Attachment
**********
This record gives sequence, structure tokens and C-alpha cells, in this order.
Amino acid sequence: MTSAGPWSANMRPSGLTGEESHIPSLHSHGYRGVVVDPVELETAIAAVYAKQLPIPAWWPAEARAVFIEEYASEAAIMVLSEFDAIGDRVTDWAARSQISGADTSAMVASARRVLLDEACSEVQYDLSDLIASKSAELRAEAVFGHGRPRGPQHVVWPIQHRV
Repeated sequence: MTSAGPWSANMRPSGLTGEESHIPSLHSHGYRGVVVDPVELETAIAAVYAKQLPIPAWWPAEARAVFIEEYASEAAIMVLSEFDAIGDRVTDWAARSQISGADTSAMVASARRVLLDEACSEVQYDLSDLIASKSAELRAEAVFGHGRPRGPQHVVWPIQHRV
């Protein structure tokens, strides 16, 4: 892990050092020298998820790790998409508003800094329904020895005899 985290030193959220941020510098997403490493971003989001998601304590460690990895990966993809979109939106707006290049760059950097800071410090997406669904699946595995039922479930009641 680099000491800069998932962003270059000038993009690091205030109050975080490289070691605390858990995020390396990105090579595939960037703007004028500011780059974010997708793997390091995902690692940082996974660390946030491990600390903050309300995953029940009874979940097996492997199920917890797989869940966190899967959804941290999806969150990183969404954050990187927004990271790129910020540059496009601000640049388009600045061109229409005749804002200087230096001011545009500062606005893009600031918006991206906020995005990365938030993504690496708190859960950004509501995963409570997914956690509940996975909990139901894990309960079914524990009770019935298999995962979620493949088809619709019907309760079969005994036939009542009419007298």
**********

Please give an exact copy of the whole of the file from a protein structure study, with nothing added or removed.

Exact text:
This record gives sequence, structure tokens and C-alpha cells, in this order.
Amino acid sequence: MTSAGPWSANMRPSGLTGEESHIPSLHSHGYRGVVVDPVELETAIAAVYAKQLPIPAWWPAEARAVFIEEYASEAAIMVLSEFDAIGDRVTDWAARSQISGADTSAMVASARRVLLDEACSEVQYDLSDLIASKSAELRAEAVFGHGRPRGPQHVVWPIQHRV
Repeated sequence: MTSAGPWSANMRPSGLTGEESHIPSLHSHGYRGVVVDPVELETAIAAVYAKQLPIPAWWPAEARAVFIEEYASEAAIMVLSEFDAIGDRVTDWAARSQISGADTSAMVASARRVLLDEACSEVQYDLSDLIASKSAELRAEAVFGHGRPRGPQHVVWPIQHRV
């Protein structure tokens, strides 16, 4: 892990050092020298998820790790998409508003800094329904020895005899 985290030193959220941020510098997403490493971003989001998601304590460690990895990966993809979109939106707006290049760059950097800071410090997406669904699946595995039922479930009641 680099000491800069998932962003270059000038993009690091205030109050975080490289070691605390858990995020390396990105090579595939960037703007004028500011780059974010997708793997390091995902690692940082996974660390946030491990600390903050309300995953029940009874979940097996492997199920917890797989869940966190899967959804941290999806969150990183969404954050990187927004990271790129910020540059496009601000640049388009600045061109229409005749804002200087230096001011545009500062606005893009600031918006991206906020995005990365938030993504690496708190859960950004509501995963409570997914956690509940996975909990139901894990309960079914524990009770019935298999995962979620493949088809619709019907309760079969005994036939009542009419007298």